Cardiologist: The heart murmur that was detected in [EEC] was confirmed. It was also discovered that his main artery travels down the wrong side of his body. More tests are being ordered to determine what affects (if any) this might be having on his trachea and esophagus.
Ears, Nose, and Throat: E has swollen tonsils and adenoids. He also has an atypical amount of fluid in his ears. We will soon be seeking Orphan Court approval in order to have his tonsils and adenoids removed and drainage tubes placed in his ears. Because of his many other medical conditions, this surgery will probably require and overnight hospital stay. The doctor thinks that E may be suffering from sleep apnea because of his swollen tonsils and adenoids, so we’re hopeful that the surgery will eventually help his issues with waking through the night!
Optometrist: E actually does not have astigmatism! This was misdiagnosed and his vision was reported as being great! He does not need glasses and does not need to return to the eye doctor unless we notice any changes. (Hurray for one good report!)
In case you wonder what we’ve been doing to fill our time – please refer to the “physical/medical section of this report!
I feel like I’ve made great strides in attaching with E this past month though. He has buddied up with Chance from the beginning, but he’s now starting to respond very positively to me, my demands, and my discipline. E is going to be my artist, so I’ve really tried to make an effort to spend time “creating” with him one-on-one since that’s an activity that Nasko doesn’t care for, and Louis is too young to do.
Like I said, E loves to create. He’s very interested in coloring, cutting, and using stickers. For this reason, I am starting a little bit of homeschooling with him.
Many days, he is the first child to wake from nap, so I work with him one-on-one for a few minutes. We have started a workbook that focuses on coloring and fine motor control.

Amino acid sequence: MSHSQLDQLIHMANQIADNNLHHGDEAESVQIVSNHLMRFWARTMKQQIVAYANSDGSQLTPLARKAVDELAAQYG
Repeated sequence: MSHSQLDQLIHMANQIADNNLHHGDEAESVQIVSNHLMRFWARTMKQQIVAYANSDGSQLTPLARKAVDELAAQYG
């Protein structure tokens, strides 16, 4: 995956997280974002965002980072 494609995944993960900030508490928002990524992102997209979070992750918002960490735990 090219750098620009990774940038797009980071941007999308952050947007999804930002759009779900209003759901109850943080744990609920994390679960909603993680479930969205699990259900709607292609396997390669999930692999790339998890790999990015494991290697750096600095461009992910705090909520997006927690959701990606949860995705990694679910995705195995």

E’s speech is the domain that has progressed the most this month. It’s not always easy to know how much English he understands, but he is certainly picking up on it quickly.
Just this week, he was trying to communicate to me that he needed his diaper changed. He came to the kitchen and said, “Mama?” When I responded with, “Yes?” he said, “Come on!” He motioned that I should follow him, so I did. When we arrived at his final destination (the changing table) he said, “Good job!” Those are apparently a few phrases he’s heard before!
I have tried to encourage him to say single words, but he seems like he’d rather gain the English language in full sentences (next month – paragraphs!). We’ve heard him say things like “Up there,” “Thank you,” and “Where’d it go?”
He’s been playing around with turn-taking in conversations too, as he will seek my attention (“Mama? Mama? Mama!!!”) and once I respond, he will spew a whole string of sounds that are not his native language, nor his new language, and then he’ll FREAK OUT until I affirm or deny his request. Heaven forbid I don’t answer him, as he’ll start all over with a much louder and more urgent tone! I have this fear that I have actually agreed to multiple things that are against my religion! I’m just hoping he doesn’t start quoting me once his speech is more understandable!